RETAIL BLOODBATH: But if any chain could handle these shifts in shopper behavior, it should have been Macy's. It invested early in e-commerce, well before Amazon had meaningfully plowed into selling apparel. Customers had strong emotional ties to the brand. And Macy's brought in more cash each year than any of its peers. It also had a vast array of real-estate and other assets to tap to bankroll a transformation.
ECOMMERCE: Lütke’s goal is a lofty one: to make commerce easier for everybody. Just as WordPress made it easy for anyone to set up a blog or content website, Shopify lets anyone set up and run a digital store immediately, without needing any technical prowess. With subscriptions starting at $29 per month, Shopify helps merchants decide on a store and domain name, what to sell, and which design template to choose.
ECOMMERCE: A good case in point might be LVMH, a global luxury goods company formed out of the merger of Louis Vuitton and Moet Hennessy and boasting brands across multiple sectors, from wines and spirits through fashion and leather goods, to watches, jewelry, perfumes and cosmetics.
LOGISTICS: The Amazon Logistics site focuses on Chinese customers, who are sellers on its site as well as other businesses. The site says it offers end-to-end one-stop ocean freight services. As for airfreight, “we currently are developing this service and plan to quickly introduce it to a large number of our sellers,” the site says.
LOGISTICS: Offering fulfillment is a natural extension of FedEx’s business. It has the warehouses, planes, trucks, and software in place. Perhaps more importantly, FedEx sees Amazon encroaching on its core business and it needs to protect itself.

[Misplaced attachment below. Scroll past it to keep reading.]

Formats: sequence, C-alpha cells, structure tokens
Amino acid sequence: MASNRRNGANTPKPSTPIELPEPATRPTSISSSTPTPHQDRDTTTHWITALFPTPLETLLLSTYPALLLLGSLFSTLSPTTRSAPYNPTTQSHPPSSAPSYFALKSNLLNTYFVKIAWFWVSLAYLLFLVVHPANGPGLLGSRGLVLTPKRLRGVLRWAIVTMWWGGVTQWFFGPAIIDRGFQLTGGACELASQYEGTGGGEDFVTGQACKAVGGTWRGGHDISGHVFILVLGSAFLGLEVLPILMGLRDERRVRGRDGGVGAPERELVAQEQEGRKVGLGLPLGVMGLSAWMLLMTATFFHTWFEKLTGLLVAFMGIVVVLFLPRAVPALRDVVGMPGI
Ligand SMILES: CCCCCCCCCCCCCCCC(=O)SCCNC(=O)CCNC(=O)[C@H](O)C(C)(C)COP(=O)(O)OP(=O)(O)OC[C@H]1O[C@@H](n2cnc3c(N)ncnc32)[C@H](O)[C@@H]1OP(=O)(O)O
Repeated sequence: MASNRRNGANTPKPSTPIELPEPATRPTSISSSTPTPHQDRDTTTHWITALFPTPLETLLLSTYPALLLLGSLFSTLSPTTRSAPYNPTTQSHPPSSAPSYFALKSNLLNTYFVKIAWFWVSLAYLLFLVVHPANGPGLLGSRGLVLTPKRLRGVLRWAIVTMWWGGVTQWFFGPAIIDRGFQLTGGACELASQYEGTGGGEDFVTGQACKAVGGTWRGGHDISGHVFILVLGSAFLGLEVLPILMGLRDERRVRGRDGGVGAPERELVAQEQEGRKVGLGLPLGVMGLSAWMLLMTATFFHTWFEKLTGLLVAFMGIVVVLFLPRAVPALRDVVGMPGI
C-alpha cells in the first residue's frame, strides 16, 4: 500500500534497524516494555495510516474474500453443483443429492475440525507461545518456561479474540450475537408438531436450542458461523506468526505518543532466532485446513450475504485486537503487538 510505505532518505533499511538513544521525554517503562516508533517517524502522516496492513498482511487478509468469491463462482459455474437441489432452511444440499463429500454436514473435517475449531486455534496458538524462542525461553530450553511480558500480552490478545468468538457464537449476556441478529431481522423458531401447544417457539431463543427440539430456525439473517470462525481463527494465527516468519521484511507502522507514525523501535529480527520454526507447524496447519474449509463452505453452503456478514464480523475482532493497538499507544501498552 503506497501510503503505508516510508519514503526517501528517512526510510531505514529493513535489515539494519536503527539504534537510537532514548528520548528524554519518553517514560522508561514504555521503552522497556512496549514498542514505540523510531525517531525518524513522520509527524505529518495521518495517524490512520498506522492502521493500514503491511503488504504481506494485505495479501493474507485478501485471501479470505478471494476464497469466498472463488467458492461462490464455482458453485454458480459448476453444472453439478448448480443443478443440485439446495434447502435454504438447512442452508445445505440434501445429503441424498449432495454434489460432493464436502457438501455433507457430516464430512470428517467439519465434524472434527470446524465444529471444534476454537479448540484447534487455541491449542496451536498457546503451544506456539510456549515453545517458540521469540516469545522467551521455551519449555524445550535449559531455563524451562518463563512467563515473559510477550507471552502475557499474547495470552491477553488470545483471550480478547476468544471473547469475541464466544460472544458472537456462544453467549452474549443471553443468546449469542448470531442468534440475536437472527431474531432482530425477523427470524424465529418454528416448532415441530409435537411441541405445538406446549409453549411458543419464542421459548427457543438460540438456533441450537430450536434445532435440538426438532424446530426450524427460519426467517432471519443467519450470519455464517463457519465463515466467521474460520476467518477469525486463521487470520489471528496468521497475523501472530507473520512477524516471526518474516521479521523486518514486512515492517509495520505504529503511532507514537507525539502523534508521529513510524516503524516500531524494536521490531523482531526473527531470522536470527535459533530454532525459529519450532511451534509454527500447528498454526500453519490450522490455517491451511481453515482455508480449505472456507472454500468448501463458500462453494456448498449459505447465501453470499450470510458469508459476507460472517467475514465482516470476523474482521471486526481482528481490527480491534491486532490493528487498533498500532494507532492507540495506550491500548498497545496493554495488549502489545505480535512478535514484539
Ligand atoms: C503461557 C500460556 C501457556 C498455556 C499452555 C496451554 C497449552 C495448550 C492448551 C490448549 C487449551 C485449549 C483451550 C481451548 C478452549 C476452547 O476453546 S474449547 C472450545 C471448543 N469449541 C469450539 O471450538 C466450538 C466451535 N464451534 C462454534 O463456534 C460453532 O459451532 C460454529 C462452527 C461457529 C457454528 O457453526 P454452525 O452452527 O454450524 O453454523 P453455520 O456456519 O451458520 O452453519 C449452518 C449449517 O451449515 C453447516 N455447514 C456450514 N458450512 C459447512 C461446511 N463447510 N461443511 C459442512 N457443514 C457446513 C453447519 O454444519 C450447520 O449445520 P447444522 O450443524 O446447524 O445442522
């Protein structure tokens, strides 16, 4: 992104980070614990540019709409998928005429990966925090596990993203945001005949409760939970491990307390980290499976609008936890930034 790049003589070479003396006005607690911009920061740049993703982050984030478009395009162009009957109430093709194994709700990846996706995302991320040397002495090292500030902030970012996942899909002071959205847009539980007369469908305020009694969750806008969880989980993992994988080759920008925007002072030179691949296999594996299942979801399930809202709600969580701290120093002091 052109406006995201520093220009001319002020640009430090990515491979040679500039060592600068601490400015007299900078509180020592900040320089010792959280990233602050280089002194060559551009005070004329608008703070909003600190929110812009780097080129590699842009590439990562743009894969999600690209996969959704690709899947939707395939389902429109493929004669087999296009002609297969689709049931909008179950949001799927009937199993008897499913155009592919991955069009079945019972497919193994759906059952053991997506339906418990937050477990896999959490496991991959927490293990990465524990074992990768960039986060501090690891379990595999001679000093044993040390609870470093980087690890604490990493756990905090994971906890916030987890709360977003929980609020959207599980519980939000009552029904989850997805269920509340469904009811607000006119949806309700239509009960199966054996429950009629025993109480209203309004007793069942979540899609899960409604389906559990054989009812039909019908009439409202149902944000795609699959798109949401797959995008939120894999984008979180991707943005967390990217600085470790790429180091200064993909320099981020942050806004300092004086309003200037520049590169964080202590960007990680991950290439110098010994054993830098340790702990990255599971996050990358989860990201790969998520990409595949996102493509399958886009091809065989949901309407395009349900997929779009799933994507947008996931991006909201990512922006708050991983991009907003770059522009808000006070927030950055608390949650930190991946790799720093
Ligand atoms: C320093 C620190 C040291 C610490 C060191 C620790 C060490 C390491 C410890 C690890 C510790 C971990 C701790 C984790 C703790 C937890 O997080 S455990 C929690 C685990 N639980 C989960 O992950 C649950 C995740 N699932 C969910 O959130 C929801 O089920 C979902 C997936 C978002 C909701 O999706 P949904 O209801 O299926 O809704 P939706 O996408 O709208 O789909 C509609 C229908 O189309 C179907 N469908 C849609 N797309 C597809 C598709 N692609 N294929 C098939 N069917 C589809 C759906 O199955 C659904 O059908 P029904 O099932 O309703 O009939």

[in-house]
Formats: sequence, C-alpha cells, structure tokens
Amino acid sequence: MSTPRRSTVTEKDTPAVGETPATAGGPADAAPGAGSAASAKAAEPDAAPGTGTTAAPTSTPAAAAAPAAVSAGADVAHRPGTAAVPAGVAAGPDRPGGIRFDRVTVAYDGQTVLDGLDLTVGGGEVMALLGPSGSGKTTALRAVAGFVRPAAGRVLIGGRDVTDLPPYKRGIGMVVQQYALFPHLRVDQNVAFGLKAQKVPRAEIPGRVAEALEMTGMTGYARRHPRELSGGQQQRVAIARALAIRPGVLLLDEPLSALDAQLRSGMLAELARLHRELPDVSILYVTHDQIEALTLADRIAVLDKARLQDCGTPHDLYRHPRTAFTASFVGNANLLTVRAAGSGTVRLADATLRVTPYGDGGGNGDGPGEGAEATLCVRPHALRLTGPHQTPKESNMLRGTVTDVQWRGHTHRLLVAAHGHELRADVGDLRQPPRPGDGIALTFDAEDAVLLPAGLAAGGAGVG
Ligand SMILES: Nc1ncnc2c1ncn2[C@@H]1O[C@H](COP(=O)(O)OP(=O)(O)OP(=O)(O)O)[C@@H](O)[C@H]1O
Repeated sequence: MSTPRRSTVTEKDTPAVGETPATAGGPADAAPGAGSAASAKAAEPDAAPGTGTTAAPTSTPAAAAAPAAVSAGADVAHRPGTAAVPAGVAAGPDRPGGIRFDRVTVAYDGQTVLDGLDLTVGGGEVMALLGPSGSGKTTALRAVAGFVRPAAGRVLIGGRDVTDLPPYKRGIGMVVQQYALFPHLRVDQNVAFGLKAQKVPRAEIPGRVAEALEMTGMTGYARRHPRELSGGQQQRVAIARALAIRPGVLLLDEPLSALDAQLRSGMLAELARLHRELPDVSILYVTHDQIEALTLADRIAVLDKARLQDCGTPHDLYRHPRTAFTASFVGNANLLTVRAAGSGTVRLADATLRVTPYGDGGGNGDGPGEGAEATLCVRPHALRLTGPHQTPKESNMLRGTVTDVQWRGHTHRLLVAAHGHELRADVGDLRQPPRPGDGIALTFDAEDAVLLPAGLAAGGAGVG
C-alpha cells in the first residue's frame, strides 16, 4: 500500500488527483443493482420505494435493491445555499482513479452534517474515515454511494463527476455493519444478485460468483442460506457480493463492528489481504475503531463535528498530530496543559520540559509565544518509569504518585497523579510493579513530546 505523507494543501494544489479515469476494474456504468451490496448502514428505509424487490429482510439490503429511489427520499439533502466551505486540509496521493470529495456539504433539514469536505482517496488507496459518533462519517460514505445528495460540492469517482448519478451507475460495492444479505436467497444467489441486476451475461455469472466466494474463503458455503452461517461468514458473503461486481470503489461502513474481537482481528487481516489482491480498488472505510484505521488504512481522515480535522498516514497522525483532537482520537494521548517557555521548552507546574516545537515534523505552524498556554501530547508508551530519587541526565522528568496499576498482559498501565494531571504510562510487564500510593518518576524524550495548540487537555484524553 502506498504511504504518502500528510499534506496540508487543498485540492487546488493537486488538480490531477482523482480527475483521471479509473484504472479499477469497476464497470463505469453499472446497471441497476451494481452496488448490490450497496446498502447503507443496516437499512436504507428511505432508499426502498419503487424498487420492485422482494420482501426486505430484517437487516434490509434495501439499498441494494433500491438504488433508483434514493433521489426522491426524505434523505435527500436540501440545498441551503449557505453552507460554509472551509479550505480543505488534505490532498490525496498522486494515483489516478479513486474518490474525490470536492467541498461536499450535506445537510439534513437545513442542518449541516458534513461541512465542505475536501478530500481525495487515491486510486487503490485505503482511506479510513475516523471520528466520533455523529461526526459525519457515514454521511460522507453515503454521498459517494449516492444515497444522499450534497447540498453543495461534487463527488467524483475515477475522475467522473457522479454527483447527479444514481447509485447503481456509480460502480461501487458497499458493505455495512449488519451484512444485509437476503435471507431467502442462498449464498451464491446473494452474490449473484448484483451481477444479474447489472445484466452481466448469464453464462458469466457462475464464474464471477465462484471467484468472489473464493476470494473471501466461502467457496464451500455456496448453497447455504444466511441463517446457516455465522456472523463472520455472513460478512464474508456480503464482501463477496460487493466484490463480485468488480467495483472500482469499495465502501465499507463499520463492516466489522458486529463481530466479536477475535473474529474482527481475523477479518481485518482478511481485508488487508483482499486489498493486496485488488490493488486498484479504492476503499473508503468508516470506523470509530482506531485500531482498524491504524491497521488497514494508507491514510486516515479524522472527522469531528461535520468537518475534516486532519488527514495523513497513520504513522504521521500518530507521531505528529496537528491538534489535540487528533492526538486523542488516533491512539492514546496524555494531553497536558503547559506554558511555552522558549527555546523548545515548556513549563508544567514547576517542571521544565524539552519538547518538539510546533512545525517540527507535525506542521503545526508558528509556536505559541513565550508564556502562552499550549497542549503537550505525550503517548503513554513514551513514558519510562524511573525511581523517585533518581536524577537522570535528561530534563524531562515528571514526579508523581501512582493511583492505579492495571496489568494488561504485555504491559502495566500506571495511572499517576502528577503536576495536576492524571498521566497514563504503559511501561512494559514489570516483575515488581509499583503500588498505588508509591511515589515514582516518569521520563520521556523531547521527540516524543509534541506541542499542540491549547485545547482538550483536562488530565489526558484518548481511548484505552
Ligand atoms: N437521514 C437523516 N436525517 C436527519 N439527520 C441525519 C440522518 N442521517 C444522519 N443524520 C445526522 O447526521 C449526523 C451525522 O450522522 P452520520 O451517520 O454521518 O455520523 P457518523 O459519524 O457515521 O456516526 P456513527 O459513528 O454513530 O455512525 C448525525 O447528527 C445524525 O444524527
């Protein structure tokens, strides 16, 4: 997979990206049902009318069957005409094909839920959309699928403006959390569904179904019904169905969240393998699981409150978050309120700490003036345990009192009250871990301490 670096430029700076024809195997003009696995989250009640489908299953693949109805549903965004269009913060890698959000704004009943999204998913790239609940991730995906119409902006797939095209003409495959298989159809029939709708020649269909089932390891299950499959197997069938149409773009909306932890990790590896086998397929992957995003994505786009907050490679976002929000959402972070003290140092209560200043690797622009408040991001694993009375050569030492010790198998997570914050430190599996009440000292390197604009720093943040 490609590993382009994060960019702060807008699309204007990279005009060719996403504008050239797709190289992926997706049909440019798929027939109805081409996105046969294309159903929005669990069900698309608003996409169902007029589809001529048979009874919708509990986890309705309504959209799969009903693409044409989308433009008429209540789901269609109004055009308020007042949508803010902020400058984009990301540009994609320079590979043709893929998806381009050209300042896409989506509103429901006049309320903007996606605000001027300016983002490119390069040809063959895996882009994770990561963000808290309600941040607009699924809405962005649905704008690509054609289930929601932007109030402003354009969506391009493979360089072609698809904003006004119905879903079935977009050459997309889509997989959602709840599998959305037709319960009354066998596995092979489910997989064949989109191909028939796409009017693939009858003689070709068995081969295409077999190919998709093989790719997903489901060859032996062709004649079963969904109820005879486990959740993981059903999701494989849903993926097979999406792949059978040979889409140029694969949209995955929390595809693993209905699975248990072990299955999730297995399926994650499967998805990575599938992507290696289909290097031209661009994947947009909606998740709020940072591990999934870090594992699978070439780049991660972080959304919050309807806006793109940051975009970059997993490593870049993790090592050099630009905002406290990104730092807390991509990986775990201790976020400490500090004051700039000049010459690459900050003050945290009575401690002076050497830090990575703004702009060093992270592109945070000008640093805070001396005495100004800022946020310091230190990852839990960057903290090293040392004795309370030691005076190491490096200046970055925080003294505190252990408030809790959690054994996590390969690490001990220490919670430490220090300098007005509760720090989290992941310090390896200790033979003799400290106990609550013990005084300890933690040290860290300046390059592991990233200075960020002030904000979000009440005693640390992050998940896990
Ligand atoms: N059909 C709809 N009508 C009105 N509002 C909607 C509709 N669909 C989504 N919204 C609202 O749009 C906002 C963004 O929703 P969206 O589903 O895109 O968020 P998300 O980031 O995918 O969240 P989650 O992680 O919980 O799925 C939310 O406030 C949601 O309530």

MEDIA: Look said digital media is doing a good job in instilling confidence in consumers, which he said makes him positive about the company's outlook. "Obviously there are government policy factor, economic factor influencing the consumers but I think…the smartphones and digital media are enabling consumers to feel very confident about what they buy and they have such a lot of exposure to the market that this keeps them going," he said.
BRAND: Starting next season, Adidas will get rid of the CCM name on NHL apparel, replacing it with Adidas, a source said. Presently, legendary hockey name CCM is the official licensee for NHL throwback jerseys, and many team sweatshirts and T-shirts. A quick walk through Manhattan’s NHL store shows about one-third of its apparel presently has the CCM name.
MEDIA: The two companies are in the midst of heated battle for social network supremacy that's caused Facebook to attempt multiple clones of Snapchat's core features, most notably with Instagram Stories.
RETAIL: "We have rapidly grown our online sales to $33.0 million in fiscal 2016, which represented 11.4% of our consolidated revenue," it said in the filing. "We have subsequently launched new online storefronts in the United Kingdom and France and plan to continue introducing online stores in new markets."I t also indicated that it wants to expand beyond its popular jacket products.